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Jan 31, 2014

Appropriate Topics for Pub(l)ic Discussion. ...(l) ...!

Lady Gaga says now you can too!
I came across one of the strangest articles I've read in years in the NYT, "Below the Bikini Line, a Growing Trend".  Although I find it very titillating to think about lady parts attached to well-known figures while reading the news, I find myself thinking "must we, really?"

First of all, is it really public business what women are doing down there?  Shouldn't that be a topic of personal preference?  As a professional figurative sculptor I've noticed these things in models but never thought it was my place to speculate about it.  I can understand how this could be a reasonable topic of private conversation among women's groups, but in the public news?  And how'd it get to be a "trend" unless there's so much focus on that place that when there's a communal shift in behavior all the flags go up?

Speaking of which, can we see that we would never have such a conversation about men's naughty bits?  What?– focusing on our pubic hair like we were some kind of animal or something?  How demeaning would that be!?

I can see how a subject like breast enhancement can become a topic of public discussion because we can all see the results even on the street, but who is this conversation for?  For instance, the article quotes a pro bikini waxer saying, “So leaving hair at the top gives the illusion of having normal bikini hair, but is still groomed.” OK, for whom is this impression intended? The only appropriate target I can imagine would be the new lover who is just about to rip the undies off anyway and discover the truth for him or herself.  So what does this illusion accomplish again?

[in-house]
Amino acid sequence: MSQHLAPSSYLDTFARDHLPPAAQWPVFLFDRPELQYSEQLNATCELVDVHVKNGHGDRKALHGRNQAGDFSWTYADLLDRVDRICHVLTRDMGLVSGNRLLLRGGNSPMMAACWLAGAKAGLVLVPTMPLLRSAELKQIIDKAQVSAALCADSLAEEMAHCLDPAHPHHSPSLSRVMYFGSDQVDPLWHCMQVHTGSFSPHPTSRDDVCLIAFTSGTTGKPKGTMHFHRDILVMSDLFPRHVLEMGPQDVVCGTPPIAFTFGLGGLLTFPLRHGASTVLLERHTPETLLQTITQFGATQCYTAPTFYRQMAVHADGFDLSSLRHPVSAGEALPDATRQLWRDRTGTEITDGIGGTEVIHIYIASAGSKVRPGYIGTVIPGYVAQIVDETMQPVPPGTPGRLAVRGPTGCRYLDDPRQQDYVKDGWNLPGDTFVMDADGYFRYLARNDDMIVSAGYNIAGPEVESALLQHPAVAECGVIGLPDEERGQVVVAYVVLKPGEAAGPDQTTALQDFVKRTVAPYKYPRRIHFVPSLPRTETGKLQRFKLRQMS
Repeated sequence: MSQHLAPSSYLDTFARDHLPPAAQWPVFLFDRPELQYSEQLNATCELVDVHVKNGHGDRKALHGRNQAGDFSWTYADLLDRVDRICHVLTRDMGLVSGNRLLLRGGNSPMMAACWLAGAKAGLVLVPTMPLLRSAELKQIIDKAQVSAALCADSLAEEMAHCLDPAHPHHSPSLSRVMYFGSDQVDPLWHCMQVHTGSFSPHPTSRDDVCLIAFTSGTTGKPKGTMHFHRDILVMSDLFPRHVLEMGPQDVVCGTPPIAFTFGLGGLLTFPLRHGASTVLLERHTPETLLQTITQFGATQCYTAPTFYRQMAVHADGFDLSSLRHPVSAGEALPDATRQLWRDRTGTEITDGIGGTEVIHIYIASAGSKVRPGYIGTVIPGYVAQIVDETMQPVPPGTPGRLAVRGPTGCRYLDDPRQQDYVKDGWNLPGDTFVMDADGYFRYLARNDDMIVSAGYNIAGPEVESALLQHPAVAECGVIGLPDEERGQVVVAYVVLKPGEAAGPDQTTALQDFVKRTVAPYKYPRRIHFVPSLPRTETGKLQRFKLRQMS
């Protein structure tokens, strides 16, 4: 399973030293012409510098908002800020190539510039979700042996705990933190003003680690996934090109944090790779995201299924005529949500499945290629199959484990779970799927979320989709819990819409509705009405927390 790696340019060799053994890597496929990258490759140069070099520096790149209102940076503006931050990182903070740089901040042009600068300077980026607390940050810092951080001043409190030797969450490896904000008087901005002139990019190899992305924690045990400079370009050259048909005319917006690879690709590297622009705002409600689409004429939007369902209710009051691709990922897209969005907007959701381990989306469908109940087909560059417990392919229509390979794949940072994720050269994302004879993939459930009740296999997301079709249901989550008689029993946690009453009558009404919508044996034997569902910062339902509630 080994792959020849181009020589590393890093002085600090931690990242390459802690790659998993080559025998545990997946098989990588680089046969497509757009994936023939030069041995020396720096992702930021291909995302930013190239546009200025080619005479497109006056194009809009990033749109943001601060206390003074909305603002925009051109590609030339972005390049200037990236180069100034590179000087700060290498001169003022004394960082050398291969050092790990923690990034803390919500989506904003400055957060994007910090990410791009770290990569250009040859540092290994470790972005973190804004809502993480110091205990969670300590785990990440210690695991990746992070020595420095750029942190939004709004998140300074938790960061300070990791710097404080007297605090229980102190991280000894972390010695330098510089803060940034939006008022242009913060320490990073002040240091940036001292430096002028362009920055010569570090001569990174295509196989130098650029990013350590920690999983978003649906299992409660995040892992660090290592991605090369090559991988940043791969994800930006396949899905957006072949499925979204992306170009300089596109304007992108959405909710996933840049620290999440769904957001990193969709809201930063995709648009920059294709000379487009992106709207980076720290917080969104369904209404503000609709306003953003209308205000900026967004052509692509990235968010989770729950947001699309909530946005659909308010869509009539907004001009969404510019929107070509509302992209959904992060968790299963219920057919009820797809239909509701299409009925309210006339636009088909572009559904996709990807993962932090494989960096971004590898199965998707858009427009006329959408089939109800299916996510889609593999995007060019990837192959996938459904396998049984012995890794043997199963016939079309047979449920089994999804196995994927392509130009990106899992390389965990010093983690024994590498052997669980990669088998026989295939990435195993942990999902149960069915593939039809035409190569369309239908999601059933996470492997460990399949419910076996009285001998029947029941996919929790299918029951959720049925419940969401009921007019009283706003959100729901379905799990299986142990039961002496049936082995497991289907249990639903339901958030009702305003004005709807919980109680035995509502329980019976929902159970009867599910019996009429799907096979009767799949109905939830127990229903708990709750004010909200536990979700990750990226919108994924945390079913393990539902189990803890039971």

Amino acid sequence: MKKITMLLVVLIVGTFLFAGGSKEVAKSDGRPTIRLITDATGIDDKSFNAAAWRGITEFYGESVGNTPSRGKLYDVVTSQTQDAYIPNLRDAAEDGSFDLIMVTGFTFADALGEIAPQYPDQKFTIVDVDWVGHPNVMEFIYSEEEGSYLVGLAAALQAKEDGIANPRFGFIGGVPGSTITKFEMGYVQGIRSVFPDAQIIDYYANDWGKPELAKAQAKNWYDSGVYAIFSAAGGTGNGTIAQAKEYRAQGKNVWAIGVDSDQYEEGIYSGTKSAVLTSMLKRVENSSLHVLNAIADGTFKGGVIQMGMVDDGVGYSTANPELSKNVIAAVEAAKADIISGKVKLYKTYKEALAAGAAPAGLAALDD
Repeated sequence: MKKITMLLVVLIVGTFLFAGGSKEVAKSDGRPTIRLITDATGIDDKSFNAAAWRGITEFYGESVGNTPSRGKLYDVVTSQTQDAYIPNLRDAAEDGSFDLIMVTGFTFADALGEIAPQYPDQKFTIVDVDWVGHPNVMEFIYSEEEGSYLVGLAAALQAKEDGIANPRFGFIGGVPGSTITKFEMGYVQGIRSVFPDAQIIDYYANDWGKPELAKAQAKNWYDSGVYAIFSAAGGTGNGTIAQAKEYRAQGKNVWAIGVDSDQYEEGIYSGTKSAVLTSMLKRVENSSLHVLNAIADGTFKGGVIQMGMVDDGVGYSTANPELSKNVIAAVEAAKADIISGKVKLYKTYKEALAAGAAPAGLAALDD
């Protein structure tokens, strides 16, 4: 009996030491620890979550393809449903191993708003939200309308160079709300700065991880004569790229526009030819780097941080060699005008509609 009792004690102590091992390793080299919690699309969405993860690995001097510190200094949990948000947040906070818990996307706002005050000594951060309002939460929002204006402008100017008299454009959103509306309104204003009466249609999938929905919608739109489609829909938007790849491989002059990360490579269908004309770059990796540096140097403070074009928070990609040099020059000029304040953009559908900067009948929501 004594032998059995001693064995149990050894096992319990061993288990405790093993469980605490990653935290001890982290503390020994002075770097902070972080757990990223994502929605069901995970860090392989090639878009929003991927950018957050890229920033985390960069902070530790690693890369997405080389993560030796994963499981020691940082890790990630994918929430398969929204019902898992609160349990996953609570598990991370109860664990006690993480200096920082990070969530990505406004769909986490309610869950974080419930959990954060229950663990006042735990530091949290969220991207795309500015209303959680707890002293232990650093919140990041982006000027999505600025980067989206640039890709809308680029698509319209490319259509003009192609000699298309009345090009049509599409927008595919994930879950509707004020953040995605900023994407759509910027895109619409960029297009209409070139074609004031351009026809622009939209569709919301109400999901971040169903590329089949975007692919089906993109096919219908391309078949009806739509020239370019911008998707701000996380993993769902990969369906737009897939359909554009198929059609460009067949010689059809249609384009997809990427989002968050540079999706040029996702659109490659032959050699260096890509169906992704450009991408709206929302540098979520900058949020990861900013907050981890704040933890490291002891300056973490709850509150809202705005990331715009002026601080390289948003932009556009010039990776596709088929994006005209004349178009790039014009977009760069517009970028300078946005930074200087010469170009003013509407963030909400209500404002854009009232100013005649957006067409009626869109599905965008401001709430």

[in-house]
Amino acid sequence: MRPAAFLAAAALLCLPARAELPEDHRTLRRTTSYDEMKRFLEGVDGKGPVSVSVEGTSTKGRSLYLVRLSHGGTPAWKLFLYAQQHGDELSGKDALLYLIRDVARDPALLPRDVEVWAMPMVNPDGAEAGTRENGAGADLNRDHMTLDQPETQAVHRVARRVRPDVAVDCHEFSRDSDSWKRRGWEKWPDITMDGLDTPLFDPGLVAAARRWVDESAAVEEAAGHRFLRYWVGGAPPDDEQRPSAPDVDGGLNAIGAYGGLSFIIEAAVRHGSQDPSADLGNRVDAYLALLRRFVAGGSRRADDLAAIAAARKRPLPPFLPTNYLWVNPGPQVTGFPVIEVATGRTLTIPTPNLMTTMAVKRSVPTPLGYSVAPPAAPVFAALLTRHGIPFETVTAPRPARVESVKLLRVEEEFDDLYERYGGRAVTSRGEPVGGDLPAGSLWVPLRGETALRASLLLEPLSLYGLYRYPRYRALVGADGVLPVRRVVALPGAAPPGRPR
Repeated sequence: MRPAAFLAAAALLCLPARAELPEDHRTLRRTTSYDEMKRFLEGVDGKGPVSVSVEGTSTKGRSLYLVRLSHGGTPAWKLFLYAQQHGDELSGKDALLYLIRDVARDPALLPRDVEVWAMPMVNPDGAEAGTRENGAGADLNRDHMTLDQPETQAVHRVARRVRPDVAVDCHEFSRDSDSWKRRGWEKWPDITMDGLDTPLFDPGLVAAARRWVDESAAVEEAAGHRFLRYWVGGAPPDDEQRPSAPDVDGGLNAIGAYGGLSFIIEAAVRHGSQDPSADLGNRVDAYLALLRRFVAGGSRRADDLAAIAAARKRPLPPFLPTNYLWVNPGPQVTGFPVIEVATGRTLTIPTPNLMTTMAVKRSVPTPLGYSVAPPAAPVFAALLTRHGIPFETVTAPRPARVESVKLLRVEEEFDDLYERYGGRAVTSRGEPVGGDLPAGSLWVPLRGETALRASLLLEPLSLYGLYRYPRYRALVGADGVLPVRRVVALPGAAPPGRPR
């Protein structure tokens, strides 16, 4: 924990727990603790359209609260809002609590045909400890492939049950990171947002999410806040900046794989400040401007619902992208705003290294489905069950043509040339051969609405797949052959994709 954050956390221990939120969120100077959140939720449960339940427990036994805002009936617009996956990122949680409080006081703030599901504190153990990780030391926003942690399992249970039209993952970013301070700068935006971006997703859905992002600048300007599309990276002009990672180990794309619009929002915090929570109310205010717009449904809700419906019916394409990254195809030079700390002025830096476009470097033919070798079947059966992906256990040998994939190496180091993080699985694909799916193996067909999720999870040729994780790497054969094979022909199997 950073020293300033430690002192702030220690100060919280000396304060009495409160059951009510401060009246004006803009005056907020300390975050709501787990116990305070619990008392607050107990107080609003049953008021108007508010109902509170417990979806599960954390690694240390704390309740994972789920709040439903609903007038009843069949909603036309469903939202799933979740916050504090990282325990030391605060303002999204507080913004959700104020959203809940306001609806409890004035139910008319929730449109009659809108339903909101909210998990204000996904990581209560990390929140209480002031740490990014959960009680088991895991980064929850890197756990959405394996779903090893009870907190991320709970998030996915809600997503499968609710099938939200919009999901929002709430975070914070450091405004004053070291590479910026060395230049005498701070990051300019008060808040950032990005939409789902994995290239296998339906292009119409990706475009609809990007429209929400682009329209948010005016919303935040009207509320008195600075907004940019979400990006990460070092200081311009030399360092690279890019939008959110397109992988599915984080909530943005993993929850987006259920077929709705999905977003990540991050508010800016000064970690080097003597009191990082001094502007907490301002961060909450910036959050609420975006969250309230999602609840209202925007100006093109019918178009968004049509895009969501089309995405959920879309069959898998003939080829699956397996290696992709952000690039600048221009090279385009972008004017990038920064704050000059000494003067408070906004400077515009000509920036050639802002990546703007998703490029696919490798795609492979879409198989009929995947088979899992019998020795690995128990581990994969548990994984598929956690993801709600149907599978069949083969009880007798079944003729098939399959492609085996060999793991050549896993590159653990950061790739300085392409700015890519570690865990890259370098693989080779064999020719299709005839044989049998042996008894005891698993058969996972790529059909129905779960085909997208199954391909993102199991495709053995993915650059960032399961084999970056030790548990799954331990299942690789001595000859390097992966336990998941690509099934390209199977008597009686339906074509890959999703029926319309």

Unless, of course the whole point was not at all to discuss a cultural trend but to sell papers.  Then it all makes perfect sense!
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Tim Holmes Studio

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I'm a sculptor/filmmaker living in Montana, USA. I am using art to move the evolution of humanity forward into an increasingly responsive, inclusive and interactive culture. As globalization flattens peoples into a capitalist monoculture I hope to use my art to celebrate historical cultural differences and imagine how we can co-create a rich future together.

I see myself as an artist/philosopher laboring deep in the mines of joy. I've had a good long career of exhibiting work around the world and working on international outreach projects, most notably being the first American to be invited to present a one-person exhibit in the Hermitage Museum. Recently I have turned my attention from simply making metal sculpture to creating films and workshops for engaging communities directly, tinkering with the very ideas and mechanisms behind cultural transformation. I feel that as we face tragic world crises, if the human species favors our imaginative and creative capacities we can cultivate a rich world to enjoy.

For me the deepest satisfaction in making art comes in engaging people's real life concerns rather than providing simple entertainment or decoration. Areas of conflict or tension are particularly ripe for the kind of transformative power that art uniquely carries. I invite any kind of challenge that serves people on a deep level.